Exploring new centralized RAN and fronthaul opportunities
The term CRAN has been around for many years, with different meanings including Centralized RAN, Coordinated RAN and Cloud RAN. In this blog, the term CRAN refers to centralized RAN, although we will also touch on coordination and cloud. Centralized RAN (CRAN) is an alternative to the most common deployment option, de-centralized RAN (DRAN). In DRAN, all processing for each antenna site is done locally at the antenna site. In CRAN on the other hand, a large part of the processing is done at CRAN hub for multiple antenna sites. There are many different split options for the RAN protocol stack. In this blog, we focus on the so-called lower layer split (LLS) in Layer 1 where Layer 3, Layer 2 and part of Layer 1 are processed in the CRAN hub.
In DRAN, the transport segment from antenna site to core network is referred to as the backhaul; in CRAN, the interface between the antenna site and the CRAN data center is referred to as the fronthaul. Generally speaking, fronthaul has shorter latency and wider bandwidth requirements when compared to backhaul. Today, the fronthaul transport solution is usually based on dark fiber – a point-to-point connection between the antenna site and the CRAN hub.
What changes with 5G?
With 5G, service providers start to introduce services using mid-band and high-band spectrum assets. While these bands provide massive capacity in 5G, they also introduce additional requirements on the transport network thus, requiring further investments. The decision for service providers then becomes choosing between expanding backhaul capacity or migrating to CRAN architecture with investments in fronthaul.
There are three key potential benefits with CRAN:
- Antenna site simplification. Moving processing to a central office reduces the site footprint, power and battery backup requirements. This can be beneficial when:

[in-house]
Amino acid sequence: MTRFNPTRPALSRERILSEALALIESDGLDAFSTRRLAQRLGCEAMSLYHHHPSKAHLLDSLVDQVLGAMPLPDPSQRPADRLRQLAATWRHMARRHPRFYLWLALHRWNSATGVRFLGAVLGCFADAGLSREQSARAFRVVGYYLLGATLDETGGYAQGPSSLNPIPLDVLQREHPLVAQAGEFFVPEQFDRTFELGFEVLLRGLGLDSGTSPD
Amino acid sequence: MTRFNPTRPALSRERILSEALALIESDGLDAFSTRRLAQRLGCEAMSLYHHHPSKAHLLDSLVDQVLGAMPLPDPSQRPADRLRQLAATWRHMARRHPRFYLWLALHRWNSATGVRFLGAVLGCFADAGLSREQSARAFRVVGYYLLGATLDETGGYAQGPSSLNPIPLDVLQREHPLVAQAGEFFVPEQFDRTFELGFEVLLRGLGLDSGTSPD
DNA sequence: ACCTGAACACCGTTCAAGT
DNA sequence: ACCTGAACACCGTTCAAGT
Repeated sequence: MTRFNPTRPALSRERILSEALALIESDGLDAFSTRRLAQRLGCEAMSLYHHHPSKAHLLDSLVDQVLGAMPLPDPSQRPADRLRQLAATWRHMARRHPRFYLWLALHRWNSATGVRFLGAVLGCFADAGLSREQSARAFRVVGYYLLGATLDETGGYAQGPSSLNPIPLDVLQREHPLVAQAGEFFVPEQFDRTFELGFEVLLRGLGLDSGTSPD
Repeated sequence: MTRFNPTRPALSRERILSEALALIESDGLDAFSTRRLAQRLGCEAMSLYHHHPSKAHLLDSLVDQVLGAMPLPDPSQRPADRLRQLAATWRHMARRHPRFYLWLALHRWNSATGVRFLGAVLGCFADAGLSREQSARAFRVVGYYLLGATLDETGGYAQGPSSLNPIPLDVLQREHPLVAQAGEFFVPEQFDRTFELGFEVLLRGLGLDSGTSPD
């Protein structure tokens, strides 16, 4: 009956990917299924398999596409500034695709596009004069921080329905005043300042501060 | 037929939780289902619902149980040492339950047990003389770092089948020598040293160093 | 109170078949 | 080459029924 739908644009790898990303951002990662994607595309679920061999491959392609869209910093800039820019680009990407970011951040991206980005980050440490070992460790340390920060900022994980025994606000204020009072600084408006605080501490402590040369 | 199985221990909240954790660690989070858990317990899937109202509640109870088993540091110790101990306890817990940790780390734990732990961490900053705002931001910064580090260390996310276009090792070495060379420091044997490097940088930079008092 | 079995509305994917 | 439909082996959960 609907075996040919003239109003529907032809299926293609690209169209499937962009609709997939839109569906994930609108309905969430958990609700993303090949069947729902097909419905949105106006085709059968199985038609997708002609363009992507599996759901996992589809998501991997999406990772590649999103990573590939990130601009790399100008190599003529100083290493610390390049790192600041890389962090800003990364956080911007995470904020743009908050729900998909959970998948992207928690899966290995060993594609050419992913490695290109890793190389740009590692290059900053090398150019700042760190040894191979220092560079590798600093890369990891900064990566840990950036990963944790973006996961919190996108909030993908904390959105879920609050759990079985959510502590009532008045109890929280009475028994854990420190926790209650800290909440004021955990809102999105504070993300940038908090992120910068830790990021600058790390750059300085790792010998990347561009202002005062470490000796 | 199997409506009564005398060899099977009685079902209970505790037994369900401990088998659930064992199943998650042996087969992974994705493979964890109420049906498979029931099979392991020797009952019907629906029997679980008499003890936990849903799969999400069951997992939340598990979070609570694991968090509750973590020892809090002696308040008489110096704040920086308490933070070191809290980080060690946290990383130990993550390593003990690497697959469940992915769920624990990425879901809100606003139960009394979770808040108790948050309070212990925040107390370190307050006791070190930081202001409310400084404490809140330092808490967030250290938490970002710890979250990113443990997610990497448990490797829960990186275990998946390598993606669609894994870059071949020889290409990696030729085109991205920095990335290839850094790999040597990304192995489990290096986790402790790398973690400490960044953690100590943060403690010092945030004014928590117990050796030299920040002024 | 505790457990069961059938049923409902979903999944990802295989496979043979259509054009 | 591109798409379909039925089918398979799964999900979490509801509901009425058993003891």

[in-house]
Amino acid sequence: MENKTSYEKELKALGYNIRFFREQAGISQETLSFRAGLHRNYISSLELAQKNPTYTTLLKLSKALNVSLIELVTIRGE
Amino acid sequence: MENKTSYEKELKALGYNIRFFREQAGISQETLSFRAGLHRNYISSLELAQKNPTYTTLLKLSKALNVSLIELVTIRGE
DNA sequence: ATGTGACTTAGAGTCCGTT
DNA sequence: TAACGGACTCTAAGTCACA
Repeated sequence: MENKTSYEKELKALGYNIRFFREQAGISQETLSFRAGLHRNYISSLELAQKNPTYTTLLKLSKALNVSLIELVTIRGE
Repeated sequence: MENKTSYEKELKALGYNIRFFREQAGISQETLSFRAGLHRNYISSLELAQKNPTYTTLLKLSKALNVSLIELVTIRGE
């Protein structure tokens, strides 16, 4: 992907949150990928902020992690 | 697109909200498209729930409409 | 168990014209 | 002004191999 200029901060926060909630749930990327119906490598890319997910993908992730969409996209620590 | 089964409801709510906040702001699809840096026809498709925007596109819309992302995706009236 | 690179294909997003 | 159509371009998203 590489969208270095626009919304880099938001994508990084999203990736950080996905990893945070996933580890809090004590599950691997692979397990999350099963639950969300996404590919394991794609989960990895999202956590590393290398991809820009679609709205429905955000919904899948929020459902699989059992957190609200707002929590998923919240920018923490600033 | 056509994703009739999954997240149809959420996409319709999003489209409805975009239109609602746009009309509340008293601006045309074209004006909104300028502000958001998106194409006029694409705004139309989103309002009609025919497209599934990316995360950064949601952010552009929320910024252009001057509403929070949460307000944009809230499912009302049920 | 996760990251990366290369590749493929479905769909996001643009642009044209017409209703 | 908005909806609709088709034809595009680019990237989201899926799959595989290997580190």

- Expanding capacity on existing sites with limited space
- Acquiring new sites – especially important for micro/small cells deployment
- Inter site coordination gains. When processing of multiple antenna sites is centralized in the same data center, it is easier to implement advanced inter site coordination functions such as carrier aggregation and uplink coordinated multi-point reception (UL CoMP).
- Operational gains. CRAN can improve hardware (HW) utilization, since it can process radios from multiple sites and simplify capacity expansions.
However, to ensure these benefits, service providers need to look at their existing network and consider if it is fit to successfully migrate to CRAN. To illustrate the CRAN business case, let’s look at two different deployment scenarios.
Scenario 1 - suburban area with moderate traffic
In this first scenario, let’s consider the site sits in a suburban area with moderate traffic growth. The network is homogeneous, with only macro sites and no micro cells, and the service provider has microwave backhaul that can be upgraded in terms of capacity to support 5G.
Potential CRAN gains
- Antenna site simplification won’t be significant, as a cabinet will normally still be needed to store, for example, battery backup and backhaul equipment.
- Inter site coordination gains will also be relatively small, since the network is homogenous.
- Operational gains will be low, because the moderate traffic growth can usually be handled by adding additional frequency bands on existing sites.
- The fronthaul investment in this scenario would be much higher when compared to the investment needed to expand microwave backhaul capacity.
- Since the service provider lacks access to data center locations, data center investments would be a high additional cost.
In this particular case, the cost outweighs the benefits of deploying CRAN, which means it is best to stay with DRAN and invest in microwave backhaul expansion.
Scenario 2 - dense urban area and high traffic
In the second scenario, let’s consider the site sits in a dense, urban area with high traffic growth. The network is heterogeneous, consisting of both macro and micro cells, and the service provider has access to existing fiber and a hub or data center facilities.
Potential CRAN gains
- As we have micro cells in this scenario, these antenna sites will have greater benefits from antenna site simplification.
- The heterogeneous network provides a good opportunity for coordination gains between micro cells and macro layers, resulting in higher RAN performance gains.